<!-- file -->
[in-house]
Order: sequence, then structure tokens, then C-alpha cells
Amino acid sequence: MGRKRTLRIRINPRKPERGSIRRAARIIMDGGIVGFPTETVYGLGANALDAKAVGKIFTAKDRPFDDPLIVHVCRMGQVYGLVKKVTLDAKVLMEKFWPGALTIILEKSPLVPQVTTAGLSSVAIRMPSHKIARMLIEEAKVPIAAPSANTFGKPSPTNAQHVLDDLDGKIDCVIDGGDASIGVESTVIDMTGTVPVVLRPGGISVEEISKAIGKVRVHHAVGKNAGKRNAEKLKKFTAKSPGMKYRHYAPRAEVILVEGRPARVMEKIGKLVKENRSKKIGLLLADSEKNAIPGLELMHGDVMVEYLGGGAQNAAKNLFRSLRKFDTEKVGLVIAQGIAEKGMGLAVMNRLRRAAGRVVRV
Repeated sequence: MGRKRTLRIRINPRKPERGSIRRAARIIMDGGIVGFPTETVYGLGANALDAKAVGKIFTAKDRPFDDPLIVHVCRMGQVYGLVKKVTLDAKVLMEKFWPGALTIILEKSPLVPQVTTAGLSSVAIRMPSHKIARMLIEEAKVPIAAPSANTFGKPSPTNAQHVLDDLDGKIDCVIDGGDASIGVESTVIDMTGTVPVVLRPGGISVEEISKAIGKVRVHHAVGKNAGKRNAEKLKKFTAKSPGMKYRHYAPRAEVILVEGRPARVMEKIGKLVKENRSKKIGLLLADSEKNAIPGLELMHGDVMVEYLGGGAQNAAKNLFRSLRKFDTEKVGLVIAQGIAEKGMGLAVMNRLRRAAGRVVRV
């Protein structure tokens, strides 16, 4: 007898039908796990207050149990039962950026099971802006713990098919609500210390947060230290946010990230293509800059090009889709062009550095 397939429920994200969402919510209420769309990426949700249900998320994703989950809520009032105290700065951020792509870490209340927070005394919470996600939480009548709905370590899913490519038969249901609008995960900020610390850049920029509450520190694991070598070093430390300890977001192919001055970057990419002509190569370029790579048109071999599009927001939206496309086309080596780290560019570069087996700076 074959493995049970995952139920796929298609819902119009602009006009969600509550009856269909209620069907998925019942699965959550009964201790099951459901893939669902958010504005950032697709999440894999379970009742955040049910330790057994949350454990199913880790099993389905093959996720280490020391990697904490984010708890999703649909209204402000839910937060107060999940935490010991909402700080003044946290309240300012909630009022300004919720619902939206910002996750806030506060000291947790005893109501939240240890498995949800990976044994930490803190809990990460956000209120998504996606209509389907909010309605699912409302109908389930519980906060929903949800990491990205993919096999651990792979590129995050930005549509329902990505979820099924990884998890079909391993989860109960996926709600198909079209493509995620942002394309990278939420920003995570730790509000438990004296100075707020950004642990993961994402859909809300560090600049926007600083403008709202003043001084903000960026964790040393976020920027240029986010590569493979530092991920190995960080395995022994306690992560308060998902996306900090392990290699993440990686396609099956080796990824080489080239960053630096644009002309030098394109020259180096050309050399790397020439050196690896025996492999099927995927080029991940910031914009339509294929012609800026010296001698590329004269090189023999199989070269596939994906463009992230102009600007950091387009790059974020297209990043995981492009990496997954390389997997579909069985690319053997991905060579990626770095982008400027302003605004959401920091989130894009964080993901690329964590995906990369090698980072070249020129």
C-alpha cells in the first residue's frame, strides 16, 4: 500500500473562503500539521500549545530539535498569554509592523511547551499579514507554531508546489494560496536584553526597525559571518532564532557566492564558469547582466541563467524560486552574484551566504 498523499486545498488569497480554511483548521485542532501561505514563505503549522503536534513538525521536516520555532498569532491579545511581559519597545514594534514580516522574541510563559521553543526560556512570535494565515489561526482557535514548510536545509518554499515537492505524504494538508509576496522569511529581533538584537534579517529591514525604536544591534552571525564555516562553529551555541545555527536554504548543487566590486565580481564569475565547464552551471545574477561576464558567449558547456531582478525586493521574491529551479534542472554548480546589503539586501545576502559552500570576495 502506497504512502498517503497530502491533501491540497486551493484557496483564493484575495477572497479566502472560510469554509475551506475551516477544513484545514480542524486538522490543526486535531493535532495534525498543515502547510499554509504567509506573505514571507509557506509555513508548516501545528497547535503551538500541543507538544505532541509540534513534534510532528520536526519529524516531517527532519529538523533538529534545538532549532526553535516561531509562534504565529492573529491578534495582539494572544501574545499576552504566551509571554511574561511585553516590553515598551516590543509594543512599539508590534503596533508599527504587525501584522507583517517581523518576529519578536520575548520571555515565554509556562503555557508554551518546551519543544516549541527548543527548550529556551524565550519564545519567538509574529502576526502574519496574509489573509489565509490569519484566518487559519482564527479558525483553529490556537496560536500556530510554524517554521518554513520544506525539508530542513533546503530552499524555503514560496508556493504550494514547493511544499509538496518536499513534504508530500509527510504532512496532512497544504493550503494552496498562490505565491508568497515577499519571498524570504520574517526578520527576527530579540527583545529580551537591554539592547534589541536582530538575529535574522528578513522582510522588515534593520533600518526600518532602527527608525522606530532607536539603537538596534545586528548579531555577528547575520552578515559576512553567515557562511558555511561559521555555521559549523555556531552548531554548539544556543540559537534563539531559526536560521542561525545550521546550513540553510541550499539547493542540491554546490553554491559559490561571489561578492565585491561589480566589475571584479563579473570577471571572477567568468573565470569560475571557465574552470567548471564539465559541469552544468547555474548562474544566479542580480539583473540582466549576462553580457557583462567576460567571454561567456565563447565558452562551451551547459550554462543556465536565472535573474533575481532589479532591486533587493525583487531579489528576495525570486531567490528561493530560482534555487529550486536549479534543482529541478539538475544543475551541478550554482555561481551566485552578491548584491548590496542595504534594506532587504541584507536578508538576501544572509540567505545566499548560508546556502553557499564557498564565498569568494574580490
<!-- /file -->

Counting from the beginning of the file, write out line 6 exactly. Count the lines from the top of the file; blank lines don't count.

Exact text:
C-alpha cells in the first residue's frame, strides 16, 4: 500500500473562503500539521500549545530539535498569554509592523511547551499579514507554531508546489494560496536584553526597525559571518532564532557566492564558469547582466541563467524560486552574484551566504 498523499486545498488569497480554511483548521485542532501561505514563505503549522503536534513538525521536516520555532498569532491579545511581559519597545514594534514580516522574541510563559521553543526560556512570535494565515489561526482557535514548510536545509518554499515537492505524504494538508509576496522569511529581533538584537534579517529591514525604536544591534552571525564555516562553529551555541545555527536554504548543487566590486565580481564569475565547464552551471545574477561576464558567449558547456531582478525586493521574491529551479534542472554548480546589503539586501545576502559552500570576495 502506497504512502498517503497530502491533501491540497486551493484557496483564493484575495477572497479566502472560510469554509475551506475551516477544513484545514480542524486538522490543526486535531493535532495534525498543515502547510499554509504567509506573505514571507509557506509555513508548516501545528497547535503551538500541543507538544505532541509540534513534534510532528520536526519529524516531517527532519529538523533538529534545538532549532526553535516561531509562534504565529492573529491578534495582539494572544501574545499576552504566551509571554511574561511585553516590553515598551516590543509594543512599539508590534503596533508599527504587525501584522507583517517581523518576529519578536520575548520571555515565554509556562503555557508554551518546551519543544516549541527548543527548550529556551524565550519564545519567538509574529502576526502574519496574509489573509489565509490569519484566518487559519482564527479558525483553529490556537496560536500556530510554524517554521518554513520544506525539508530542513533546503530552499524555503514560496508556493504550494514547493511544499509538496518536499513534504508530500509527510504532512496532512497544504493550503494552496498562490505565491508568497515577499519571498524570504520574517526578520527576527530579540527583545529580551537591554539592547534589541536582530538575529535574522528578513522582510522588515534593520533600518526600518532602527527608525522606530532607536539603537538596534545586528548579531555577528547575520552578515559576512553567515557562511558555511561559521555555521559549523555556531552548531554548539544556543540559537534563539531559526536560521542561525545550521546550513540553510541550499539547493542540491554546490553554491559559490561571489561578492565585491561589480566589475571584479563579473570577471571572477567568468573565470569560475571557465574552470567548471564539465559541469552544468547555474548562474544566479542580480539583473540582466549576462553580457557583462567576460567571454561567456565563447565558452562551451551547459550554462543556465536565472535573474533575481532589479532591486533587493525583487531579489528576495525570486531567490528561493530560482534555487529550486536549479534543482529541478539538475544543475551541478550554482555561481551566485552578491548584491548590496542595504534594506532587504541584507536578508538576501544572509540567505545566499548560508546556502553557499564557498564565498569568494574580490